Once MAX_CONFIRMATION_WAIT seconds have passed, the server counts the R confirmations arrived as unicast observation requests to the target resource, since the multicast notification with the Multicast-Response-Feedback-Divider Option has been sent. In particular, the server considers a unicast observation request as a confirmation from a client only if it includes a Multicast-Response-Feedback-Divider Option with an empty value (Option Length = 0).

Then, the server computes a feedback indicator as E = R * (2 ** Q), where "**" is the exponentiation operator. According to what defined by application policies, the server determines the next time when to ask clients for their confirmation, e.g., after a certain number of multicast notifications has been sent. For example, the decision can be influenced by the reception of no confirmations from the clients, i.e., R = 0, or by the value of the ratios (E/N) and (N/E).

Finally, the server computes a new estimated count of the observers. To this end, the server first consider COUNT' as the current value of the observer counter at this point in time. Note that COUNT' may be greater than the value COUNT used at the beginning of this process, if the server has incremented the observer counter upon adding new clients to the group observation (see Section 4.2).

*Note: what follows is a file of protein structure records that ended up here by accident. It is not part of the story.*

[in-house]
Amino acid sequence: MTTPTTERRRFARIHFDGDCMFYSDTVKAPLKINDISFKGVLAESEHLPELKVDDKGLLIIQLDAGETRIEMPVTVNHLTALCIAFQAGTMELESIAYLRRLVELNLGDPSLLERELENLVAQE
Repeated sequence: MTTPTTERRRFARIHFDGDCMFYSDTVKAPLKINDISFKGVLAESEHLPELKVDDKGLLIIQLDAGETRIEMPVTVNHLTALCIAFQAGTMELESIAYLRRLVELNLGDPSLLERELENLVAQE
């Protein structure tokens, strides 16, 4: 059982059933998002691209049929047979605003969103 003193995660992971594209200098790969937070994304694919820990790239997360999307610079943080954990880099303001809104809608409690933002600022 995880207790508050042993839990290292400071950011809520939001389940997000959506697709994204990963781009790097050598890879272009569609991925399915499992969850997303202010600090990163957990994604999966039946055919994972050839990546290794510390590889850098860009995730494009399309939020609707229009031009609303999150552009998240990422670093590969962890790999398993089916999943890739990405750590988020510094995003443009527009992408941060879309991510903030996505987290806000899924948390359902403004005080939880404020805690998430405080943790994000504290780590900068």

In particular, the server computes the new estimated count value as COUNT' + ((E - N) / D), where D > 0 is an integer value used as dampener. This step has to be performed atomically. That is, until this step is completed, the server MUST hold the processing of an observation request for the same target resource from a new client. Finally, the server considers the result as the current observer counter, and assesses it for possibly canceling the group observation (see Section 4.5).

This estimate is skewed by packet loss, but it gives the server a sufficiently good estimation for further counts and for deciding when to cancel the group observation. It is up to applications to define policies about how the server takes the newly updated estimate into account and determines whether to cancel the group observation.